Winter is ALMOST over…and for many of us, that is a truly wonderful thing. Don’t get me wrong, I love a good snowman, rainy day or Christmas carol, but cold, dry weather is most definitely the hardest on your vocal health.
So it’s no wonder that our throats start getting sore and our voices become more easily fatigued when the weather changes! Not only is it dry outside, but forced air heating systems (which are in rampant use during the winter) also dry out the air we breathe inside.
When we breathe in humid air, our throat is automatically more comfortable because the moisture in the air helps maintain the hydration of our vocal cords.
This is the reason personal nebulizers and humidifiers are so popular among singers.
When we are exposed to a dry climate or experience dehydration, it is common for the vocal cords to also lose hydration (mucus) – which keeps them lubricated and comfortable as they vibrate against each other to produce sound – or to overproduce mucus as a protection mechanism. A dehydrated voice can feel sore, swollen, fatigued, scratchy and just overall uncomfortable.
Think about clapping or rubbing your hands together at least 100 times per second and repeating that motion for several hours a day without any protection or barrier…can you imagine the chaffing?! This is comparable to dehydrated vocal cords working all day without enough mucus to protect them. And this is one of the many reasons winter can be so hard on our voices.
Whether it be an upper respiratory infection (head cold, laryngitis, etc.) or full blown influenza, the immune system is working hard during the holiday season. Kids seem to come home with something new almost every week. And for some of us, continual exposure to viruses can be a real impediment to vocal health and comfort.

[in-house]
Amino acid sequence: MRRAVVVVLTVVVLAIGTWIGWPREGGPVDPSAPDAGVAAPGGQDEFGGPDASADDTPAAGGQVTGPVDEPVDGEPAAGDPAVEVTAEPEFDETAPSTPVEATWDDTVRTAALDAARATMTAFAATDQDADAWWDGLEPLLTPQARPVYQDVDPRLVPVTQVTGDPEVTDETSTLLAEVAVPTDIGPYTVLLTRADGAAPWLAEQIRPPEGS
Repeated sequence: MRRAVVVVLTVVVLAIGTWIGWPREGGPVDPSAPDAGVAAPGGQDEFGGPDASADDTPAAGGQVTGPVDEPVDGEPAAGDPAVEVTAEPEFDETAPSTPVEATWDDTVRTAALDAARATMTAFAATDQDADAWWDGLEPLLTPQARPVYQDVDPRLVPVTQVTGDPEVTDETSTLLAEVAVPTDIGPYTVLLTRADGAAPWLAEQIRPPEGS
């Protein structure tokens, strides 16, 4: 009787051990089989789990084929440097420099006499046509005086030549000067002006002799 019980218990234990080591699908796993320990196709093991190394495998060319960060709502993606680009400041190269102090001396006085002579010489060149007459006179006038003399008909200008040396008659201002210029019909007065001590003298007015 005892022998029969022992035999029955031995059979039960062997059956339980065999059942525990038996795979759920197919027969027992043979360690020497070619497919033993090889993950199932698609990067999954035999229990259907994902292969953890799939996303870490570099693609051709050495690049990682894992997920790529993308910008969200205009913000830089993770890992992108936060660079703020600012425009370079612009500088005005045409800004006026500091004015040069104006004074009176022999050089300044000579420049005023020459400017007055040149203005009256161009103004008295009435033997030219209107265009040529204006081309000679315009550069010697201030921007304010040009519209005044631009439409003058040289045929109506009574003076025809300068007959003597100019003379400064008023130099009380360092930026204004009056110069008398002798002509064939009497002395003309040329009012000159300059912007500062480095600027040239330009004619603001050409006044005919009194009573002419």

There are a million tips I could give you for boosting your immune system and not getting sick, but at the end of the day, sometimes it’s just unavoidable. The absolute, most important thing, which I tell my students constantly, is that when you do inevitably get sick, you need to give your body and voice time to heal.
It seems like such a simple, obvious bit of advice, but you’d be shocked with how few people abide by it. We live in an age of immediate gratification and constant forward motion, so the idea of resting – truly resting – for longer than a few days doesn’t even occur to most folks. I myself am certainly a culprit of pushing through a cold for the sake of productivity. However, pushing your voice and body when they are tired and ailing will ultimately not lead to productivity.
Compare it to walking or running a mile on a sprained ankle. You might be able to push through the pain and say you did it, but is that ankle going to be better after? Of course not!! You didn’t give it time to heal. In fact, you put pressure on it when you should have been resting it. This is the exact same as speaking or singing when you have a bad head cold, a sore throat or very little voice at all.
I’ve known countless singers who’ve pushed through sickness and vocal discomfort for weeks or months on end for the sake of their careers, just to cause vocal damage that set them back years.
If you are hoarse, don’t go out to dinner at that loud restaurant and try to speak for two hours. If you have a case of laryngitis and are not able to phonate (produce sound) normally, go on complete vocal rest for a few days. The short-term inconvenience is infinitely smaller than the long-term consequences of not listening to your body.
So enjoy these last weeks of winter, while giving your voice all the care and rest it needs. Although I’ve shared some cautionary sentiments, I hope you leave this entry with a feeling of empowerment, and not fear. Because, ultimately, you have control over your own body and voice. You can choose self-care whenever you need it. In the words of William Ernest Henley, “I am the master of my fate: I am the captain of my soul.”
LOCAL – LA Dept. of Public Health: http://publichealth.lacounty.gov
NATIONAL – CDC (US Center for Disease Control and Prevention): https://www.cdc.gov/coronavirus/2019-ncov/index.html
Stories of Hope: https://www.obama.org/stories-hope-coronavirus-response/
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